Published On: Mon, Jan 17th, 2011

Magna Carta and the England

The Magna Carla was a Charter of Rights granted to the Englishmen during 1215 AD by King John II. During the reign of King John II (1167-1216) the citizens of Britain were burdened with heavy taxes. As a treacherous and cruel king he curbed the privileges of nobles and clergymen. As a result the barons, clergy and the common people united and compelled King John to redress their grievances by signing the Great Charter known as the
Magna Carta. It was signed by King John II in June 1215 at Runnymede. The charter contained 63 clauses guaranteeing the freedom of the barons, the church and the commonman.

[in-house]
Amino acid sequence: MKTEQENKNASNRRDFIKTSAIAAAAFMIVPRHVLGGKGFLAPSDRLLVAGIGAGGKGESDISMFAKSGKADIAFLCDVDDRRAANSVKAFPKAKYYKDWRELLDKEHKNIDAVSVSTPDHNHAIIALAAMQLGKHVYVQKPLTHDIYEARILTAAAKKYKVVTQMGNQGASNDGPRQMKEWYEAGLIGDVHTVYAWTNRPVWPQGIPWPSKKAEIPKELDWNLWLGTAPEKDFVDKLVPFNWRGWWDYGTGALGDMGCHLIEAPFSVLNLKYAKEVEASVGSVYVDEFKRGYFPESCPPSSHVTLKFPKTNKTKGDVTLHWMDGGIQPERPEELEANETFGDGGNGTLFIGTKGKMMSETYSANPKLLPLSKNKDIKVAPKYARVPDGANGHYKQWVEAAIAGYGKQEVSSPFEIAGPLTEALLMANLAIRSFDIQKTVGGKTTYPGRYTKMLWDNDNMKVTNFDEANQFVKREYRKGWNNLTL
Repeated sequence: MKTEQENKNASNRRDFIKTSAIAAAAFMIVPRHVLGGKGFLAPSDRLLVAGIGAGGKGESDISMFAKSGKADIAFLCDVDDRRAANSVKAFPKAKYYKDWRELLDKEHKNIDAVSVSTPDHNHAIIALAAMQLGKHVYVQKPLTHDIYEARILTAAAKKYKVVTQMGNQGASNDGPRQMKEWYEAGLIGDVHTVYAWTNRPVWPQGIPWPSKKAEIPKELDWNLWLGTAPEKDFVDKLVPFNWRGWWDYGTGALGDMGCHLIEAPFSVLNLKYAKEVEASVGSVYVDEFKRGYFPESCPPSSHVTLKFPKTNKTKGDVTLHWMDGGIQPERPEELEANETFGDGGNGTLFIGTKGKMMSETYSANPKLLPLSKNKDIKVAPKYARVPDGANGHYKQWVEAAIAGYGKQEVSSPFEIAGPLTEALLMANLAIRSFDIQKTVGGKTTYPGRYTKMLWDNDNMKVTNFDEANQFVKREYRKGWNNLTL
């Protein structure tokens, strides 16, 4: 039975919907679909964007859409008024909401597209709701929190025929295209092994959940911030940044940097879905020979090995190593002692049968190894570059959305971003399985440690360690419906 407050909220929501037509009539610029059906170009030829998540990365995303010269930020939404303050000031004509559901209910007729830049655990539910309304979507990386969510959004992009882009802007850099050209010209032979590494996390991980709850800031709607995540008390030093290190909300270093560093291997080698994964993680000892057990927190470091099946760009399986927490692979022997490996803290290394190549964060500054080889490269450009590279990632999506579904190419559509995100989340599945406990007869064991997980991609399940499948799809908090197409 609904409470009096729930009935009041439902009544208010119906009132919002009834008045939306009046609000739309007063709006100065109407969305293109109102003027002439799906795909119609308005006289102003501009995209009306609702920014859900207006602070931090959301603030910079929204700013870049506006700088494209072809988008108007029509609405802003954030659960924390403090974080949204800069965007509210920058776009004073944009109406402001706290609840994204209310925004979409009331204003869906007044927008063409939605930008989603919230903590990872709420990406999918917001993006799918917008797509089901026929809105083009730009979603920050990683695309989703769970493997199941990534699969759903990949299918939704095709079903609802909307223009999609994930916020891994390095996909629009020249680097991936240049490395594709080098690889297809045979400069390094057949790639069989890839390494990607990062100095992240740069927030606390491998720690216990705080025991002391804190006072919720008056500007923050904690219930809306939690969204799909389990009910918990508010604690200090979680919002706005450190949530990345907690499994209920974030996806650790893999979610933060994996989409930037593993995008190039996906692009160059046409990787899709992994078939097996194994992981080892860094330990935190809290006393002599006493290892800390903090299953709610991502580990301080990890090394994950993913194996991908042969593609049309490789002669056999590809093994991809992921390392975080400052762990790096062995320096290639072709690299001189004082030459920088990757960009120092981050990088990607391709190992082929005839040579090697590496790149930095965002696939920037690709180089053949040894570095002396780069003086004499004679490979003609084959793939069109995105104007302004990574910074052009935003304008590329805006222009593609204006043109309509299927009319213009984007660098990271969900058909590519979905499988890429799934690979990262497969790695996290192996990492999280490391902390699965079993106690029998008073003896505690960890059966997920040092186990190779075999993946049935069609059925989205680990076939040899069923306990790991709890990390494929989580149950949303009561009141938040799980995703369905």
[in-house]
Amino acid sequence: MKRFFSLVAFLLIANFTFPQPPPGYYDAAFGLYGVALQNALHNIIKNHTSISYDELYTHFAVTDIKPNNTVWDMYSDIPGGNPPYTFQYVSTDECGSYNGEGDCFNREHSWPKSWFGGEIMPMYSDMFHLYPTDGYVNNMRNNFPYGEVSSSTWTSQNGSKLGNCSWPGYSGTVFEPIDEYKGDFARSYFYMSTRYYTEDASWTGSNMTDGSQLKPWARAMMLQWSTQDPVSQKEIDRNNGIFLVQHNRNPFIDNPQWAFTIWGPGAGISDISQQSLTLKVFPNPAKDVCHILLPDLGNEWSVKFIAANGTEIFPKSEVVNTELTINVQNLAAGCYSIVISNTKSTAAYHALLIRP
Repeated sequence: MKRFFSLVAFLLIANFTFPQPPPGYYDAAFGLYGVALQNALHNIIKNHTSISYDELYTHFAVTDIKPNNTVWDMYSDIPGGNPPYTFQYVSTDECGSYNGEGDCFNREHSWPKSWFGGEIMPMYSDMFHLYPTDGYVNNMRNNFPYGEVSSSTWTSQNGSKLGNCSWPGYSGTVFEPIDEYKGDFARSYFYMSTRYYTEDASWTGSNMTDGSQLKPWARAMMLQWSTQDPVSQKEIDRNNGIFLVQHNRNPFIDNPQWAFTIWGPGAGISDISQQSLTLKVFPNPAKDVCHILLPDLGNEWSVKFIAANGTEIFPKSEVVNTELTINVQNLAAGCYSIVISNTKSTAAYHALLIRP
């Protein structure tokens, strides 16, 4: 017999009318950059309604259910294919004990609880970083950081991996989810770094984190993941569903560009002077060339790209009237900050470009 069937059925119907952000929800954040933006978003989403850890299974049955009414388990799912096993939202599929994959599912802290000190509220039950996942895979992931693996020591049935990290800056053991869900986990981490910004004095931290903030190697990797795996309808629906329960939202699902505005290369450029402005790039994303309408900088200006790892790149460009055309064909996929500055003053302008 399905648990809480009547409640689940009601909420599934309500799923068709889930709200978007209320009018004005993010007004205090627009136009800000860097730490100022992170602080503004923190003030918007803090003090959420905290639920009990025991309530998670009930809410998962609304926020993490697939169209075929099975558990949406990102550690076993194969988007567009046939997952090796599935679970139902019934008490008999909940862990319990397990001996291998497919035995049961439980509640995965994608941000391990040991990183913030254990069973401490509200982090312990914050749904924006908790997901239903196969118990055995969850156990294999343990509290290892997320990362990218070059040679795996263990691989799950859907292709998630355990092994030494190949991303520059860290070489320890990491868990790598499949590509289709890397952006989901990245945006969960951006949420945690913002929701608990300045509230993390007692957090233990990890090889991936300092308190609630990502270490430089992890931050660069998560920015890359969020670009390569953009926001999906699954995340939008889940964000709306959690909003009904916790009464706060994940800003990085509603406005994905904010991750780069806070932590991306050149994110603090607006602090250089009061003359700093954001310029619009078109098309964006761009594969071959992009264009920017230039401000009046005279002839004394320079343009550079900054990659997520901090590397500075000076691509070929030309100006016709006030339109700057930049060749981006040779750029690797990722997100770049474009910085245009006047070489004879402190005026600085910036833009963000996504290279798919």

Under this charter the king himself was to act according to the law which curbed the king’s right to levy taxes arbitrarily. It ensured that the king would act with the sanction of the people’s representatives in the matters of administration be it the imposition of new taxes or punishing a wrong doer or imprisonment of any man. In other words, through this document the Law was made the highest authority in the land. The Magna Carta laid down the important principle that England should be governed by a definite law and not by the whims or will of a despotic ruler.

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